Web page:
How do our brains enable us to speak creatively and build up an understanding of language? This concise and accessible book examines the linguistic and neuro-anatomical underpinnings of language and considers how language skills can systematically break down in individuals with different types of brain damage, such as children with language disorders, adults with right-hemisphere brain damage, demented patients, and people with reading problems. In a wide-ranging discussion, the authors also cover the effects of brain damage on bilingual people, as well as the reading and writing difficulties experienced by dyslexics and dysgraphics. Information is also provided on 'split-brain' patients, visual-gestural languages, and language savants. By studying the linguistic behaviour of these groupings, the authors provide an understanding of how language is organized in the brain.
• Accessible - geared for undergraduates and the usual readers of the Cambridge Approaches to Linguistics series • Linguistic focus - approaches neurolinguistics from a linguistic viewpoint • Coherence - includes details of neuroanatomy for those not familiar with it and also a glossary of terms used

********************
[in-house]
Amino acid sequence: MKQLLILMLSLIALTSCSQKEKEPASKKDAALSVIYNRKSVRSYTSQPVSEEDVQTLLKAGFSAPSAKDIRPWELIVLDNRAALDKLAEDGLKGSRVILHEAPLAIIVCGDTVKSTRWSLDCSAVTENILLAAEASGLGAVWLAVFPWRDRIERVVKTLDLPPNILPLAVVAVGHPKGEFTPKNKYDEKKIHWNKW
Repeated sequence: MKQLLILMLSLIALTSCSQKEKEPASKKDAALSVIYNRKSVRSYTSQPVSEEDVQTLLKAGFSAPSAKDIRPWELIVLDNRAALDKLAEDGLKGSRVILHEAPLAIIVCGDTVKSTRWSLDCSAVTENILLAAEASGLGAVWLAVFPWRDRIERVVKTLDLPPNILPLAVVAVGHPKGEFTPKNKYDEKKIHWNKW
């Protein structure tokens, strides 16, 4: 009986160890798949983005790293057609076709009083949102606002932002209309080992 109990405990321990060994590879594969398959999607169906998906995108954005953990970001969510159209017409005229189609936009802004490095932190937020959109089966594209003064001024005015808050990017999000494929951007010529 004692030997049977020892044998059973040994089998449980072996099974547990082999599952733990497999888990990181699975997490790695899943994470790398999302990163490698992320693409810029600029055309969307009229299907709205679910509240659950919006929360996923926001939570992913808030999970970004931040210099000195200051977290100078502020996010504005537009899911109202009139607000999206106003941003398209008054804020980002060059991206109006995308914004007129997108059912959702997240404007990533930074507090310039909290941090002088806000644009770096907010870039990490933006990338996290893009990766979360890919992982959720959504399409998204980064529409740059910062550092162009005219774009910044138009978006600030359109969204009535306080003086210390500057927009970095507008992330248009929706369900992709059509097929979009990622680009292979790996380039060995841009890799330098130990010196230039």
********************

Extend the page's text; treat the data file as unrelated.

Preface; 1. Neurolinguistics; 2. The brain; 3. How we know what we know about brain organization for language; 4. Aphasia: classification of the syndromes; 5. Aphasia: what underlies the syndromes; 6. Childhood aphasia and other language disorders; 7. Right-brain-damage; 8. Dementia; 9. Disorders of the written word: dyslexia and dysgraphia; 10. Bilingualism; 11. Language organisation; 12. The future of neurolinguistic study; Glossary; Notes and further reading; Index.
' … the book seems to be an excellent source for a quick overview of the field of neurolinguistics.' The Linguist